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Corn Ethanol: Right Problem, Poor Solution

IP-5-2008 (June 2008)
Author: Gary A. Young

PDF of full Issue Paper
Scribd version of full Issue Paper

Executive Summary

The corporate welfare program for corn ethanol is inefficient and environmentally harmful. Energy independence is a genuine problem, but subsidizing corn ethanol is a bad solution:

• Burning corn ethanol instead of gasoline releases 1.7 times more carbon dioxide for every vehicle mile traveled.

• Corn ethanol is so inefficient that the energy contained in a gallon of ethanol is about 7 percent less than the total amount of energy from coal, oil, and natural gas that is required to produce the ethanol.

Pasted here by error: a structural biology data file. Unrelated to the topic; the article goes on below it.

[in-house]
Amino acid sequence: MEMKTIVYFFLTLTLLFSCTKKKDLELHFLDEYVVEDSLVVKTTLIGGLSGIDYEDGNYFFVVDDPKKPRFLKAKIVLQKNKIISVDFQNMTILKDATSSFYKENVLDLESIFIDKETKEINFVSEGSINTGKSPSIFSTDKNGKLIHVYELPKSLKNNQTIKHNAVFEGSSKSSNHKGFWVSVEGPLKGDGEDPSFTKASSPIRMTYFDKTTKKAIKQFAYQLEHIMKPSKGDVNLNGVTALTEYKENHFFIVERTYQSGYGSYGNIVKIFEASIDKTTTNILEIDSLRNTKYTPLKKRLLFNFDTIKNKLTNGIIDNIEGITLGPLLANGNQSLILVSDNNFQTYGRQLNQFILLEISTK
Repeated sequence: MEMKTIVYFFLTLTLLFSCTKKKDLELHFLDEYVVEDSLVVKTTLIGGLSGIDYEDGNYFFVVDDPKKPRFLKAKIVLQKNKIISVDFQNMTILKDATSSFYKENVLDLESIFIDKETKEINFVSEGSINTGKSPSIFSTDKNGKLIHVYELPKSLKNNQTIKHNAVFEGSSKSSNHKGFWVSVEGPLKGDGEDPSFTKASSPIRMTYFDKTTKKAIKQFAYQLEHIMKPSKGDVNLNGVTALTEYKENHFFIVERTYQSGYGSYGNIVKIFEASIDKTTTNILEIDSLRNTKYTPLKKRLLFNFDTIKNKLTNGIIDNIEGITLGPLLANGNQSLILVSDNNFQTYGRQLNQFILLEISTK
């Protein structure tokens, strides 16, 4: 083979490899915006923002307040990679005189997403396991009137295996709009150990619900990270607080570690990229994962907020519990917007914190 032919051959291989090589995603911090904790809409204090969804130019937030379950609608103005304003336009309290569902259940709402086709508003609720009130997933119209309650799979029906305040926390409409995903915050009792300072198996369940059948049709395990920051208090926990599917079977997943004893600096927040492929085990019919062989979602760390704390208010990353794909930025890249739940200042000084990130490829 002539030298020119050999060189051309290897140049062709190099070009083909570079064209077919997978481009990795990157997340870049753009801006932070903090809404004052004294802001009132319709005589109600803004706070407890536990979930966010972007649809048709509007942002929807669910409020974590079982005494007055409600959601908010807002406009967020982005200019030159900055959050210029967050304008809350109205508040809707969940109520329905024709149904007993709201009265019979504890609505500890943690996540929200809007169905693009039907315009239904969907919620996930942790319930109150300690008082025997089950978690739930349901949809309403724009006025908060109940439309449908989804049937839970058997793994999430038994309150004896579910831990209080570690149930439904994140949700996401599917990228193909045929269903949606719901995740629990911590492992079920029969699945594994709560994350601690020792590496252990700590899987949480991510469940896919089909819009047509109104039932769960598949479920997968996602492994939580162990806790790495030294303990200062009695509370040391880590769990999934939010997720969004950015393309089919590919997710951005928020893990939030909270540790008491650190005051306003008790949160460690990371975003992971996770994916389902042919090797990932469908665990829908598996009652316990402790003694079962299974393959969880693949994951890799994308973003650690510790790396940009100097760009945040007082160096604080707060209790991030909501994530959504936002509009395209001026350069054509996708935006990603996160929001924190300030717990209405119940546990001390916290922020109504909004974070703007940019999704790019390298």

• The taxpayer subsidies for making ethanol from corn are equivalent to more than a dollar a gallon for gasoline.

• Subsidizing the use of corn for fuel significantly raises food prices.

• The United States has too little cropland available to come close to replacing gasoline through ethanol production.

• The best ethanol policy would be to repeal the laws which artificially raise the price of cane sugar. Corn ethanol is economically viable only with massive subsidies. In contrast, ethanol from cane sugar could be a legitimate part of the U.S. energy supply—if the feedstock sugar were available at world market prices.